Publication: Eurasia Daily Monitor Volume: 2 Issue: 123

On June 22-23 the Ukrainian Prosecutor-General’s Office finally introduced the first criminal charges of separatism against two eastern Ukrainian leaders: Viktor Tykhonov, head of the Luhansk oblast council, and Yevhen Kushnariov, the former governor of Kharkiv oblast. Both men opposed Viktor Yushchenko in the 2004 presidential election (Ukrayinska pravda, June 22 and 23). The charges relate to Section 2, Article 110 of the criminal code, which deals with threats to Ukraine’s territorial integrity and the inviolability of its borders.

The charges relate to their organization and high-level involvement in a separatist congress held near Donetsk on November 28, a week after round two of the presidential election (see EDM, November 29, 2004). The event was organized by supporters of presidential candidate Viktor Yanukovych, who seemed to feel betrayed by his Kyiv allies, particularly President Leonid Kuchma and Parliamentary Speaker Volodymyr Lytvyn.

The main organizer of the separatist congress was the Party of Regions, which Yanukovych himself leads. Yanukovych will therefore most likely face questioning, although his involvement may be difficult to prove in court. Many of Kyiv’s political analysts suspect that Kuchma himself may have given a nod to the separatist congress, as it was held on November 28, the same day that Interior Ministry troops were dispatched to Kyiv to squash the Orange Revolution.

Both events could have been part of a two-pronged effort by Kuchma to pressure Yushchenko in the round-table negotiations then being brokered by Poland, Lithuania, and the EU. Kuchma may have hoped to turn the Orange Revolution and election stalemate to his advantage by forcing Yushchenko to agree to constitutional reforms. These changes were finally agreed as part of a “compromise package” that included amendments to the law on presidential elections and holding a repeat second round of the election on December 26. Not coincidentally, the Donetsk oblast council rescinded its decision to hold a separatist referendum after the “compromise package” was agreed.

Kuchma had played a duplicitous role throughout the 2004 election, calling for free-and-fair elections while doing nothing to ensure them. As early as May 2004 Kuchma had warned that there might be attempts to pit eastern Ukrainian voters against western voters. His close adviser Anatoliy Halchynsky, then director of the National Institute for Strategic Studies, the presidential think tank, wondered who was stoking regional tensions that “have long passed the permissible point” (Den, October 2004).

Kuchma, Halchynsky, and Yanukovych may feign innocence over the growth of east-west tension during the 2004 election, yet Yanukovych was the authorities’ candidate and his campaign deliberately inflamed regional tensions by using anti-nationalist and anti-American rhetoric against Yushchenko.

While 4,000 regional officials in eastern Ukraine attended the November 28 congress, they are unlikely to all be targeted. Charges will be most likely directed at the organizers of the South Eastern Autonomous Region (known by its Ukrainian abbreviation of PSAR) rather than the participants.

The charges also affect relations with Russia, as Moscow Mayor Yuri Luzhkov attended the separatist congress. Luzhkov has an odious reputation in Ukraine because of his long-term support for Crimean separatists. In hindsight, the Donbas separatists erred by inviting Luzhkov to attend and support them at the congress.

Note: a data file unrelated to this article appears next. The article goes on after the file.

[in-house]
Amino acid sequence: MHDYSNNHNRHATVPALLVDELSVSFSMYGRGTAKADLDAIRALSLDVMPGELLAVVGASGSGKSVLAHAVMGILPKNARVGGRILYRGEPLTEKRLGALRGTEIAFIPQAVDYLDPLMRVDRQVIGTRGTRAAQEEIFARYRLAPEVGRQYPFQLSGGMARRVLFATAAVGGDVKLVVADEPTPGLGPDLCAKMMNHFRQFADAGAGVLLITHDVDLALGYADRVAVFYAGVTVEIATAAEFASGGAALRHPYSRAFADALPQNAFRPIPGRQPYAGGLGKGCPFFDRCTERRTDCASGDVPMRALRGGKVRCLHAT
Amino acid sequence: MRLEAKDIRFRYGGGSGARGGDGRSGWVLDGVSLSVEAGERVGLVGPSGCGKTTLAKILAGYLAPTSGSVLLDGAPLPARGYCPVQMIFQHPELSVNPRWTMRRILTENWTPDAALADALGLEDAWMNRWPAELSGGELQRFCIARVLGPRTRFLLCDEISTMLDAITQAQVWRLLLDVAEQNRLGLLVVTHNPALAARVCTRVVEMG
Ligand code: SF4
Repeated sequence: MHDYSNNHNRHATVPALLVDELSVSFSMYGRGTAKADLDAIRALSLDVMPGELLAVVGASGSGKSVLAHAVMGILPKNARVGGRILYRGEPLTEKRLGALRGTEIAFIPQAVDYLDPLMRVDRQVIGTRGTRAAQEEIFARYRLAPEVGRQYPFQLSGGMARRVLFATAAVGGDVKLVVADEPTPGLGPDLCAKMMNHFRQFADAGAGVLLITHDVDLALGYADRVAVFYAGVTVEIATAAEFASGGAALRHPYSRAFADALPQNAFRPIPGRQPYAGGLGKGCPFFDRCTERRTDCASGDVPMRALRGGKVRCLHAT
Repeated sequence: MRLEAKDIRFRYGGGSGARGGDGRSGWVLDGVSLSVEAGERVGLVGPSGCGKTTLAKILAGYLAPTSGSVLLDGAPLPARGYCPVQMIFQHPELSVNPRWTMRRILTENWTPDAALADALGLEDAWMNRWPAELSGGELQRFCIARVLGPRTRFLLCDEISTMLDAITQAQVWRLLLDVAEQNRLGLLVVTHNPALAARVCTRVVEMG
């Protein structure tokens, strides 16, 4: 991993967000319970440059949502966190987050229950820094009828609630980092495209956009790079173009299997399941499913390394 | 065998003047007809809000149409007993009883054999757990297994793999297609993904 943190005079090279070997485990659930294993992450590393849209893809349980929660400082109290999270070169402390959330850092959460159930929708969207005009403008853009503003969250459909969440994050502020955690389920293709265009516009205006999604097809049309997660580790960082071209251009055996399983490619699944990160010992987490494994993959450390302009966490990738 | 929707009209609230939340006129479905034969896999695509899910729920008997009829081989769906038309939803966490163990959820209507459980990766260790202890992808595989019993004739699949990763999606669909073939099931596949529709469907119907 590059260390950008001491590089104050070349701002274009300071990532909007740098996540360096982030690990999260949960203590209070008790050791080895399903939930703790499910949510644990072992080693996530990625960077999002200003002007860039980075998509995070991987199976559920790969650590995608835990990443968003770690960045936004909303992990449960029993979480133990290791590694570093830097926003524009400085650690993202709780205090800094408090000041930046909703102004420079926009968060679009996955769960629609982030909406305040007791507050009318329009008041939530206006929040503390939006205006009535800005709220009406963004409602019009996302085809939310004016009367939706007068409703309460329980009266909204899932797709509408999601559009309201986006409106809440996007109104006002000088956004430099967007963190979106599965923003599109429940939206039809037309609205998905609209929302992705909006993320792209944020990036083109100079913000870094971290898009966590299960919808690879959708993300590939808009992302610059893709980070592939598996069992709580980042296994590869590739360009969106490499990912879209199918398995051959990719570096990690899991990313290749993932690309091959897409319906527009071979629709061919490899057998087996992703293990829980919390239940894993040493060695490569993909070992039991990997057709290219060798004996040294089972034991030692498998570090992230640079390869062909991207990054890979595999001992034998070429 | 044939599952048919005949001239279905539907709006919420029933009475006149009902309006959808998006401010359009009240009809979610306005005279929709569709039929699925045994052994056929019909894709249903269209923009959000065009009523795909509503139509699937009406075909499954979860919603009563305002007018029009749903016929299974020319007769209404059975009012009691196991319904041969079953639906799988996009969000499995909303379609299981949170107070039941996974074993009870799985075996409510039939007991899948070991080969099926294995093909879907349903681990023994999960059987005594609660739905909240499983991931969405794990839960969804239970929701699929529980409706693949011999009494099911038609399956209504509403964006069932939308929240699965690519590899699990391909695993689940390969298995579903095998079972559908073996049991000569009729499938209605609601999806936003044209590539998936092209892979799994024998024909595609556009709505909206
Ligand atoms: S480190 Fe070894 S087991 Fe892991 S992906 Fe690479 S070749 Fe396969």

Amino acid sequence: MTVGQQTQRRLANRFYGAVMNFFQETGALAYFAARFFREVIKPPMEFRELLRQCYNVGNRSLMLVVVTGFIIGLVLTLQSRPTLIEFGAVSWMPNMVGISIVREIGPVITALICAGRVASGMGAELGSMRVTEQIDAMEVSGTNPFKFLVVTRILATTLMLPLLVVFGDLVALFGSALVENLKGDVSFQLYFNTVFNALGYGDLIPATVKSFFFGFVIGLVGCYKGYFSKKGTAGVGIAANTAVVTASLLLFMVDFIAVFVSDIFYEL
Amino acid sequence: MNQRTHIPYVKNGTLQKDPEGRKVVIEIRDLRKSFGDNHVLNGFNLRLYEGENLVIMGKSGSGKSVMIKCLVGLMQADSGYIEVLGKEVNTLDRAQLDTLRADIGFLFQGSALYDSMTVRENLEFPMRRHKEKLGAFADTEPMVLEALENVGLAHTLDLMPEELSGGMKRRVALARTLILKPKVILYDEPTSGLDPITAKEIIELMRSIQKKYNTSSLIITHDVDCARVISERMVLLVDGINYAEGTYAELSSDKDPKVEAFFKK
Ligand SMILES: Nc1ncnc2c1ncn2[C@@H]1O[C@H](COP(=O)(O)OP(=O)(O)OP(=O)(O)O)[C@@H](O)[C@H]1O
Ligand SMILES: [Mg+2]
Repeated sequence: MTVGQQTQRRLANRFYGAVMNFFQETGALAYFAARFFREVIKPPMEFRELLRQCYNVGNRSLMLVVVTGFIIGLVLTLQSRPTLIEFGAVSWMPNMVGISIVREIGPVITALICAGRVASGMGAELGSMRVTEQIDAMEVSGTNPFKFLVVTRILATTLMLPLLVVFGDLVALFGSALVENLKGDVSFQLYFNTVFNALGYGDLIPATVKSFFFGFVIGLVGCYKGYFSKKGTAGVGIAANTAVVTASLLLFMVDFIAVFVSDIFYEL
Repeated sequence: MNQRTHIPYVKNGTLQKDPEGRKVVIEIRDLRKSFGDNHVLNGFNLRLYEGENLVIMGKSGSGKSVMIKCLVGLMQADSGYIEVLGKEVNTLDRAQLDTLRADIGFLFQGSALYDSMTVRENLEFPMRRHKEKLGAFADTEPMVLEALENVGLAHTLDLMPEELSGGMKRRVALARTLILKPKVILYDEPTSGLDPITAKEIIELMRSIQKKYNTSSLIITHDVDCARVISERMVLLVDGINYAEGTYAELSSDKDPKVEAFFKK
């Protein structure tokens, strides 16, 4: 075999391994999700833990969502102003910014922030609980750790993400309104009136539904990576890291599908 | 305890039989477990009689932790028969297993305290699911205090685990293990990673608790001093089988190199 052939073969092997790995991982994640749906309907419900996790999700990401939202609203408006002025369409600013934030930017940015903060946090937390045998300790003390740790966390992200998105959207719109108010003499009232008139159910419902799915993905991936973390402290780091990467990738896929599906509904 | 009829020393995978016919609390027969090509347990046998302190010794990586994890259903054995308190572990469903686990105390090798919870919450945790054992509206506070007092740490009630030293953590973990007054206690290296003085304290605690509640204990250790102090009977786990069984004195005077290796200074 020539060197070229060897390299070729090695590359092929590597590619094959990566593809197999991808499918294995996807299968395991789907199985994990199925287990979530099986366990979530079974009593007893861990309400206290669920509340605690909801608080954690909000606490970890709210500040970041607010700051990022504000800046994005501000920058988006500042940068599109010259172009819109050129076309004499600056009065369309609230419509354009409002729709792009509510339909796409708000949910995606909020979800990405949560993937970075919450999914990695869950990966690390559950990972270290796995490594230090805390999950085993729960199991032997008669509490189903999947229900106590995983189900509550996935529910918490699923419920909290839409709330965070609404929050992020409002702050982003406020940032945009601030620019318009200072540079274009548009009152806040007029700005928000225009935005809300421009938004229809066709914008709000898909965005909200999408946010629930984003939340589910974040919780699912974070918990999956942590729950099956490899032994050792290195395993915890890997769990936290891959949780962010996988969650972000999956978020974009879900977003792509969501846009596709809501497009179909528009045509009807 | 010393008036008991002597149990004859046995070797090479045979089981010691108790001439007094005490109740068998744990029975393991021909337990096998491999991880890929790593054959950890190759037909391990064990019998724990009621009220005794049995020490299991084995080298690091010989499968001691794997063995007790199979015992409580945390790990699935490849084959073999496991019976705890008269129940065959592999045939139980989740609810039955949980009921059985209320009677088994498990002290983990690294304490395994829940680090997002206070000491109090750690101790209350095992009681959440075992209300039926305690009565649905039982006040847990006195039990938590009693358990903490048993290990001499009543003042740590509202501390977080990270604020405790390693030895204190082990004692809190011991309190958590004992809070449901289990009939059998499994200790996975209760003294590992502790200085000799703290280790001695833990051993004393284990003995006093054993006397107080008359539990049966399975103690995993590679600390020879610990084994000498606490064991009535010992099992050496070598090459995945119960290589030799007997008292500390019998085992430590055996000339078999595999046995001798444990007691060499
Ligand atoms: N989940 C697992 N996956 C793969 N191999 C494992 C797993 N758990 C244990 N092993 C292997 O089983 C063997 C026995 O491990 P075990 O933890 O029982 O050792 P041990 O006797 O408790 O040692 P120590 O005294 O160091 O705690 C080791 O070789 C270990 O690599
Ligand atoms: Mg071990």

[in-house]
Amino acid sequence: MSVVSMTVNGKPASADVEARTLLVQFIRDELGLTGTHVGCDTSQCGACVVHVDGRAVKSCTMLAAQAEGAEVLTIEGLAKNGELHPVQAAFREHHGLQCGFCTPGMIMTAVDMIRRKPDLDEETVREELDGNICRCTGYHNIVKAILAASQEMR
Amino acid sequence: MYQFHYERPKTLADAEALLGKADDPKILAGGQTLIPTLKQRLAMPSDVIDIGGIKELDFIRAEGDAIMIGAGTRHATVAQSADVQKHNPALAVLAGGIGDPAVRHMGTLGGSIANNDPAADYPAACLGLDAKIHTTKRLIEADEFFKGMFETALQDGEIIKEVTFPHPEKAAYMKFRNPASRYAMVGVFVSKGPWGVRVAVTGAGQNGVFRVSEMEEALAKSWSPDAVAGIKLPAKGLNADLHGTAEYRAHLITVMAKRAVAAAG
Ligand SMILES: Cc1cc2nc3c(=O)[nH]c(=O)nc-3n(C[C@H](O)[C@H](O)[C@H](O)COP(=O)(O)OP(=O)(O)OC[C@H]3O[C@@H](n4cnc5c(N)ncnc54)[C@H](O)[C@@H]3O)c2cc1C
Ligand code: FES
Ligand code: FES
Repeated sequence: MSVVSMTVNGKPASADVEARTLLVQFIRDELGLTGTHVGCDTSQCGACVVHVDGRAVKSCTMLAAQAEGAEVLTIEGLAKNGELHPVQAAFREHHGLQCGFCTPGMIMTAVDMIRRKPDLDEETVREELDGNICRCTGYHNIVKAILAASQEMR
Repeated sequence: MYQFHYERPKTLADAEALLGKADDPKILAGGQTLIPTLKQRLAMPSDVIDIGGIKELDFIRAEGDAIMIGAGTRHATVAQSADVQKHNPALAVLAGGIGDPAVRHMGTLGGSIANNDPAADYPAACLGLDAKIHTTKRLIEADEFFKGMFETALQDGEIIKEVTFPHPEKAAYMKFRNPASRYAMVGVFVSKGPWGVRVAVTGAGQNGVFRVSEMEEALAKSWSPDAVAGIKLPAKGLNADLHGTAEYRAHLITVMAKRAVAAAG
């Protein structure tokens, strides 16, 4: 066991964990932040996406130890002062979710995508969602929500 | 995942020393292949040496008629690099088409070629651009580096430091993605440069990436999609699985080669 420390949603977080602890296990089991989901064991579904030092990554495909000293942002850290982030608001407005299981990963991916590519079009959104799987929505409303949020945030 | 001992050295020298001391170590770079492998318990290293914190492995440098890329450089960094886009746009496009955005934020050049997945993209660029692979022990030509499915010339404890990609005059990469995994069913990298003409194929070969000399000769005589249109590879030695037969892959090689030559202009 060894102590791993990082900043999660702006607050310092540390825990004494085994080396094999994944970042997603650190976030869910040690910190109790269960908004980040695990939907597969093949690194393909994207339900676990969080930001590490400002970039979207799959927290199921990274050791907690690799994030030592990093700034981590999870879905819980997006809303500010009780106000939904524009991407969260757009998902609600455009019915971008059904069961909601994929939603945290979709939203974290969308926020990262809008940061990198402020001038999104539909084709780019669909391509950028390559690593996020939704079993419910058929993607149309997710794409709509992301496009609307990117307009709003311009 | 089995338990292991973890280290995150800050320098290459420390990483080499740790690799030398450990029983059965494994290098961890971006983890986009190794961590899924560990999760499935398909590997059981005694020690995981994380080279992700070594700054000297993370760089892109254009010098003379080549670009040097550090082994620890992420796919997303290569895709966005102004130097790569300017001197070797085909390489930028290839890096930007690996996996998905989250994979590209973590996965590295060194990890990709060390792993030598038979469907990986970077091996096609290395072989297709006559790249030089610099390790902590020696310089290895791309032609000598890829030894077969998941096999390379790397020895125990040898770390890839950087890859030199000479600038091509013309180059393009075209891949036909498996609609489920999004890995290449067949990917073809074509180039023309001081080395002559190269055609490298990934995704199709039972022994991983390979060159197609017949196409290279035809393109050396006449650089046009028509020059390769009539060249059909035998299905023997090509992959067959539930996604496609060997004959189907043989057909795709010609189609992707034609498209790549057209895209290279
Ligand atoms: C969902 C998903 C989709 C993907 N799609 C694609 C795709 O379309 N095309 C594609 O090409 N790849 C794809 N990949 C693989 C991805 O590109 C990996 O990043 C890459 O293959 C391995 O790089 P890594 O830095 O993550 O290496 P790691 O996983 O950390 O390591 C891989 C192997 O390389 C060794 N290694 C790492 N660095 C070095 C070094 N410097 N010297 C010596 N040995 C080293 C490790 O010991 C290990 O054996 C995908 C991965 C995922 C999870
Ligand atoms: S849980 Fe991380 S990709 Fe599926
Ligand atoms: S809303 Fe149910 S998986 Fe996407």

Surprisingly, the charges represent the first instituted against separatists in post-Soviet Ukraine. Separatists in the first half of the 1990s in the Crimea and Donetsk were undermined by the intelligence services, economic pressure, and parliamentary and presidential actions. No criminal charges were ever laid.

The current separatism charges may be difficult to prove. During the congress there were calls for separatism, particularly in the Donbas. But most calls were for regional autonomy and the transformation of Ukraine into a federal republic. At the time, the Donetsk oblast council and the Donetsk Party of Regions were headed by Boris Kolesnykov, who was arrested in April on extortion charges. In these positions he initiated a vote on December 1 on whether to hold a referendum on January 9. The vote was adopted 155-1.

The two questions to be posed in the referendum concerned transforming Ukraine into a federal republic and, within this new federal structure, upgrading Donetsk to an autonomous republic along the lines of the Crimea. On December 16, the Donetsk oblast council rescinded its decision to hold a January referendum. If it had gone ahead, the results would not have been legally binding and would have been overturned by Kyiv.

The separatist congress was as much generated by hostility to the Orange Revolution as it was by fears of a Yushchenko election victory. The congress statement claimed, “If the coup d’etat is being developed further and an illegitimate president comes to power, participants in the congress reserve the right to take adequate actions and self defense” (Ukrayinska pravda, November 29, 2004).

Tykhonov and Kushnariov’s supporters claim the charges against them are politically motivated. This is not surprising, as the Yushchenko team is forcing members of the former pro-Kuchma camp to finally take responsibility for their actions, whether for corruption, election fraud, or separatism.

Ukraine’s new opposition is now not only reeling from charges of massive corruption and widespread election fraud, but also treasonous charges of separatism. They will have to survive these three sets of accusation to remain a serious political force by the 2006 election.